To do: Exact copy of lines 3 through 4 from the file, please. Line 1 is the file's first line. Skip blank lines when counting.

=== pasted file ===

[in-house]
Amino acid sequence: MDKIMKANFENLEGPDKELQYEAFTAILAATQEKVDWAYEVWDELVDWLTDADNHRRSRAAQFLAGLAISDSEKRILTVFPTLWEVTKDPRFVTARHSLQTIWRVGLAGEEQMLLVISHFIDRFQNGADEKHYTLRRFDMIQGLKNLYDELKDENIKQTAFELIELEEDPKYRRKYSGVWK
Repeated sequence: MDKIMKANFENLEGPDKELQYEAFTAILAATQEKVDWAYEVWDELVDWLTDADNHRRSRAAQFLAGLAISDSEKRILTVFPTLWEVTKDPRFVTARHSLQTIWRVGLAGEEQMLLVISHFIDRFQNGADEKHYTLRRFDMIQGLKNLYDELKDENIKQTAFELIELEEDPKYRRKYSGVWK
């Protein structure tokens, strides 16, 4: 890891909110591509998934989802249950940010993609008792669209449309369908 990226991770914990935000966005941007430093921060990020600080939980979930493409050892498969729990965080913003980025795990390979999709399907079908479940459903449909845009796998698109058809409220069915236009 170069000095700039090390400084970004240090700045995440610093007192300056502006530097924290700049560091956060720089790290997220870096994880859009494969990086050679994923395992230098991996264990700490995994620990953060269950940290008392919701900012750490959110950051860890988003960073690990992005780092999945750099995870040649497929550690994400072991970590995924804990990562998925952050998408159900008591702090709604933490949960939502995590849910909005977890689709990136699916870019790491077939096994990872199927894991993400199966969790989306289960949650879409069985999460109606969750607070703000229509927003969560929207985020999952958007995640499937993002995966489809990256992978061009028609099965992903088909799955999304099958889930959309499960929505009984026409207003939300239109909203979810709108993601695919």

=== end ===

Repeated sequence: MDKIMKANFENLEGPDKELQYEAFTAILAATQEKVDWAYEVWDELVDWLTDADNHRRSRAAQFLAGLAISDSEKRILTVFPTLWEVTKDPRFVTARHSLQTIWRVGLAGEEQMLLVISHFIDRFQNGADEKHYTLRRFDMIQGLKNLYDELKDENIKQTAFELIELEEDPKYRRKYSGVWK
């Protein structure tokens, strides 16, 4: 890891909110591509998934989802249950940010993609008792669209449309369908 990226991770914990935000966005941007430093921060990020600080939980979930493409050892498969729990965080913003980025795990390979999709399907079908479940459903449909845009796998698109058809409220069915236009 170069000095700039090390400084970004240090700045995440610093007192300056502006530097924290700049560091956060720089790290997220870096994880859009494969990086050679994923395992230098991996264990700490995994620990953060269950940290008392919701900012750490959110950051860890988003960073690990992005780092999945750099995870040649497929550690994400072991970590995924804990990562998925952050998408159900008591702090709604933490949960939502995590849910909005977890689709990136699916870019790491077939096994990872199927894991993400199966969790989306289960949650879409069985999460109606969750607070703000229509927003969560929207985020999952958007995640499937993002995966489809990256992978061009028609099965992903088909799955999304099958889930959309499960929505009984026409207003939300239109909203979810709108993601695919």